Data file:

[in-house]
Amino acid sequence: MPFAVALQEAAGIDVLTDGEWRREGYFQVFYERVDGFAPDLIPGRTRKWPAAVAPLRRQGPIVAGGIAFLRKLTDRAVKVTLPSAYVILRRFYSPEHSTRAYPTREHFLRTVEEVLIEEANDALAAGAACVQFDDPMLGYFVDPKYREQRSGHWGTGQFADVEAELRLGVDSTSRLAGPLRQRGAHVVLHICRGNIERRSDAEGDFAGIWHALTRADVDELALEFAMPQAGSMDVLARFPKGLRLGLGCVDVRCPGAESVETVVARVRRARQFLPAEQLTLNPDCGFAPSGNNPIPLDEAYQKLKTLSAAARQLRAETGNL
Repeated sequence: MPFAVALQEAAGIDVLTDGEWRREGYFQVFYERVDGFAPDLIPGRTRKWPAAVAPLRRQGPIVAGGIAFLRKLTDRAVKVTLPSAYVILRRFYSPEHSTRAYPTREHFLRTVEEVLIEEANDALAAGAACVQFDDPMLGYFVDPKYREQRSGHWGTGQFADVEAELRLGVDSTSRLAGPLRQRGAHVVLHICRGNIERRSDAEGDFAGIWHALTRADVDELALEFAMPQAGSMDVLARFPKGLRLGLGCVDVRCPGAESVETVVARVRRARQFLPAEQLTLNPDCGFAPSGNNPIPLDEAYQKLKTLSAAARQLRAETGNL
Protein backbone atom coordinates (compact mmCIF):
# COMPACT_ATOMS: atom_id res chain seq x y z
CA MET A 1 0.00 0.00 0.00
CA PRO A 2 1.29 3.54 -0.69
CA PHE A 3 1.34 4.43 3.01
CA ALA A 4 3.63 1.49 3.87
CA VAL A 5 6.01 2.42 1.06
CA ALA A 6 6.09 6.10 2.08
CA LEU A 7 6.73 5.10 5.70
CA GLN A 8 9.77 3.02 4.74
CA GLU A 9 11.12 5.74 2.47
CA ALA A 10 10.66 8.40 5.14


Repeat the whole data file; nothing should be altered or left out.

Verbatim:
[in-house]
Amino acid sequence: MPFAVALQEAAGIDVLTDGEWRREGYFQVFYERVDGFAPDLIPGRTRKWPAAVAPLRRQGPIVAGGIAFLRKLTDRAVKVTLPSAYVILRRFYSPEHSTRAYPTREHFLRTVEEVLIEEANDALAAGAACVQFDDPMLGYFVDPKYREQRSGHWGTGQFADVEAELRLGVDSTSRLAGPLRQRGAHVVLHICRGNIERRSDAEGDFAGIWHALTRADVDELALEFAMPQAGSMDVLARFPKGLRLGLGCVDVRCPGAESVETVVARVRRARQFLPAEQLTLNPDCGFAPSGNNPIPLDEAYQKLKTLSAAARQLRAETGNL
Repeated sequence: MPFAVALQEAAGIDVLTDGEWRREGYFQVFYERVDGFAPDLIPGRTRKWPAAVAPLRRQGPIVAGGIAFLRKLTDRAVKVTLPSAYVILRRFYSPEHSTRAYPTREHFLRTVEEVLIEEANDALAAGAACVQFDDPMLGYFVDPKYREQRSGHWGTGQFADVEAELRLGVDSTSRLAGPLRQRGAHVVLHICRGNIERRSDAEGDFAGIWHALTRADVDELALEFAMPQAGSMDVLARFPKGLRLGLGCVDVRCPGAESVETVVARVRRARQFLPAEQLTLNPDCGFAPSGNNPIPLDEAYQKLKTLSAAARQLRAETGNL
Protein backbone atom coordinates (compact mmCIF):
# COMPACT_ATOMS: atom_id res chain seq x y z
CA MET A 1 0.00 0.00 0.00
CA PRO A 2 1.29 3.54 -0.69
CA PHE A 3 1.34 4.43 3.01
CA ALA A 4 3.63 1.49 3.87
CA VAL A 5 6.01 2.42 1.06
CA ALA A 6 6.09 6.10 2.08
CA LEU A 7 6.73 5.10 5.70
CA GLN A 8 9.77 3.02 4.74
CA GLU A 9 11.12 5.74 2.47
CA ALA A 10 10.66 8.40 5.14